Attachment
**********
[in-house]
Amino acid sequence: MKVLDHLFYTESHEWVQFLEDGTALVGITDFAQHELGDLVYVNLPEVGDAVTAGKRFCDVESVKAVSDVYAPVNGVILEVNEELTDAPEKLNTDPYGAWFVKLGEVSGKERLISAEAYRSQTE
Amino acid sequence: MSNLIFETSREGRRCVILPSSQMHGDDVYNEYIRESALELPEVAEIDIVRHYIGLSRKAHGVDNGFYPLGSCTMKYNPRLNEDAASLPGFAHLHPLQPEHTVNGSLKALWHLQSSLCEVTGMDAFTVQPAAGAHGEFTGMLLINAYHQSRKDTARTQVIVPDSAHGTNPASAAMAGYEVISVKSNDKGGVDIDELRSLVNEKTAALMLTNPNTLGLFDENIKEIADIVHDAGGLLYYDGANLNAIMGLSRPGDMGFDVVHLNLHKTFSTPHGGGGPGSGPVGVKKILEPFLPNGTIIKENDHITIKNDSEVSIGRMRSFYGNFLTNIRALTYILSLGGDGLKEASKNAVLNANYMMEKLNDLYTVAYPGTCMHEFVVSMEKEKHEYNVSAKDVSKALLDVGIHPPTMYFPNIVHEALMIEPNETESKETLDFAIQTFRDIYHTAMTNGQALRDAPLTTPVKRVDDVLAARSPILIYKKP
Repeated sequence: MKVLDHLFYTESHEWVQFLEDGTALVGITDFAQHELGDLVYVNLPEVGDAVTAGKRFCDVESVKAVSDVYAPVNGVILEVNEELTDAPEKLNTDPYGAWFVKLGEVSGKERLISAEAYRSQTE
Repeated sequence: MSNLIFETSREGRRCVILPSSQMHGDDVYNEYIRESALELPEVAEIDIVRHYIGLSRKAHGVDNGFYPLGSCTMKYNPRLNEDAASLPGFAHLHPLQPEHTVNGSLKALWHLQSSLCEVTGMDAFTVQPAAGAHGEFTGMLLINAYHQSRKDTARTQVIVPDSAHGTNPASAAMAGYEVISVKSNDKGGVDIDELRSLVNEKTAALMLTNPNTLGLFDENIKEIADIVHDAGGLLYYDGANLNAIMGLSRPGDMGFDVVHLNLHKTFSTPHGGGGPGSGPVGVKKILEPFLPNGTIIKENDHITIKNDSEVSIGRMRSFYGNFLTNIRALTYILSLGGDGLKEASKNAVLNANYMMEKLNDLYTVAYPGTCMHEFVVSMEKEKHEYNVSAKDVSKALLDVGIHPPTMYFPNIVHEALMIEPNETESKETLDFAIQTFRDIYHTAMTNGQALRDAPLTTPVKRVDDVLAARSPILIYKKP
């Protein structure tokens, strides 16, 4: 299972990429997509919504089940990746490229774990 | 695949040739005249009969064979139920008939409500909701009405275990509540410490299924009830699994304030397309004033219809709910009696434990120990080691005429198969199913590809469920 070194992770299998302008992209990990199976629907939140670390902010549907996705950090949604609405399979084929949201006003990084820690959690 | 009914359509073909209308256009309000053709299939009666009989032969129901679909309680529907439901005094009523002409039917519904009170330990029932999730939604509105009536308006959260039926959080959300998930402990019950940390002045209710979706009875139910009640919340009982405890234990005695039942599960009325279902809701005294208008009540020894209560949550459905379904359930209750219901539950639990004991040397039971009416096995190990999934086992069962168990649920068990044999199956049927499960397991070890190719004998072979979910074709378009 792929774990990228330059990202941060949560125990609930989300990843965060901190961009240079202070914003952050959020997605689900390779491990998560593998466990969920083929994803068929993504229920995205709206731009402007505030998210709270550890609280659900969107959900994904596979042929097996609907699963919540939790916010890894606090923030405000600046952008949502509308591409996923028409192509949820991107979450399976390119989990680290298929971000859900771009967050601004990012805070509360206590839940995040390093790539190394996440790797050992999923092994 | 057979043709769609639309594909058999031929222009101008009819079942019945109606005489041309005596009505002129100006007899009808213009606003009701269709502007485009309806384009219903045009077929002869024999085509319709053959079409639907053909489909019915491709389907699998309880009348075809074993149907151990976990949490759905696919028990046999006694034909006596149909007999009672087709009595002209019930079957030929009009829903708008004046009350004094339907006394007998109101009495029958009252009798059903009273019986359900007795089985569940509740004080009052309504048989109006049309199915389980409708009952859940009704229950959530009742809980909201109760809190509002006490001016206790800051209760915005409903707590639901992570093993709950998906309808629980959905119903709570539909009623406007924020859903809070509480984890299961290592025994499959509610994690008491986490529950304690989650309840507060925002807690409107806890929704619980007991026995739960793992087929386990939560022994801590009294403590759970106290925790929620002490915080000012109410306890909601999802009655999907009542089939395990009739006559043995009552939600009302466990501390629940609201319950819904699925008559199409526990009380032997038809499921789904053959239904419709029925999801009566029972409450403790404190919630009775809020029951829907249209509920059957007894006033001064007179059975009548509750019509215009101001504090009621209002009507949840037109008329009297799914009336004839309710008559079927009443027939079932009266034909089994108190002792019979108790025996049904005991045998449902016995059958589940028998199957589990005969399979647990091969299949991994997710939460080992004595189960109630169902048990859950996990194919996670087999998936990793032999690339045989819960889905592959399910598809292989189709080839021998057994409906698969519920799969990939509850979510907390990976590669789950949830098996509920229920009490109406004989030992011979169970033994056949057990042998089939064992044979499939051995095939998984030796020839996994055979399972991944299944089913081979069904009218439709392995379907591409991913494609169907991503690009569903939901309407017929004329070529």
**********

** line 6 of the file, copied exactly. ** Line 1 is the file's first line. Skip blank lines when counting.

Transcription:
């Protein structure tokens, strides 16, 4: 299972990429997509919504089940990746490229774990 | 695949040739005249009969064979139920008939409500909701009405275990509540410490299924009830699994304030397309004033219809709910009696434990120990080691005429198969199913590809469920 070194992770299998302008992209990990199976629907939140670390902010549907996705950090949604609405399979084929949201006003990084820690959690 | 009914359509073909209308256009309000053709299939009666009989032969129901679909309680529907439901005094009523002409039917519904009170330990029932999730939604509105009536308006959260039926959080959300998930402990019950940390002045209710979706009875139910009640919340009982405890234990005695039942599960009325279902809701005294208008009540020894209560949550459905379904359930209750219901539950639990004991040397039971009416096995190990999934086992069962168990649920068990044999199956049927499960397991070890190719004998072979979910074709378009 792929774990990228330059990202941060949560125990609930989300990843965060901190961009240079202070914003952050959020997605689900390779491990998560593998466990969920083929994803068929993504229920995205709206731009402007505030998210709270550890609280659900969107959900994904596979042929097996609907699963919540939790916010890894606090923030405000600046952008949502509308591409996923028409192509949820991107979450399976390119989990680290298929971000859900771009967050601004990012805070509360206590839940995040390093790539190394996440790797050992999923092994 | 057979043709769609639309594909058999031929222009101008009819079942019945109606005489041309005596009505002129100006007899009808213009606003009701269709502007485009309806384009219903045009077929002869024999085509319709053959079409639907053909489909019915491709389907699998309880009348075809074993149907151990976990949490759905696919028990046999006694034909006596149909007999009672087709009595002209019930079957030929009009829903708008004046009350004094339907006394007998109101009495029958009252009798059903009273019986359900007795089985569940509740004080009052309504048989109006049309199915389980409708009952859940009704229950959530009742809980909201109760809190509002006490001016206790800051209760915005409903707590639901992570093993709950998906309808629980959905119903709570539909009623406007924020859903809070509480984890299961290592025994499959509610994690008491986490529950304690989650309840507060925002807690409107806890929704619980007991026995739960793992087929386990939560022994801590009294403590759970106290925790929620002490915080000012109410306890909601999802009655999907009542089939395990009739006559043995009552939600009302466990501390629940609201319950819904699925008559199409526990009380032997038809499921789904053959239904419709029925999801009566029972409450403790404190919630009775809020029951829907249209509920059957007894006033001064007179059975009548509750019509215009101001504090009621209002009507949840037109008329009297799914009336004839309710008559079927009443027939079932009266034909089994108190002792019979108790025996049904005991045998449902016995059958589940028998199957589990005969399979647990091969299949991994997710939460080992004595189960109630169902048990859950996990194919996670087999998936990793032999690339045989819960889905592959399910598809292989189709080839021998057994409906698969519920799969990939509850979510907390990976590669789950949830098996509920229920009490109406004989030992011979169970033994056949057990042998089939064992044979499939051995095939998984030796020839996994055979399972991944299944089913081979069904009218439709392995379907591409991913494609169907991503690009569903939901309407017929004329070529």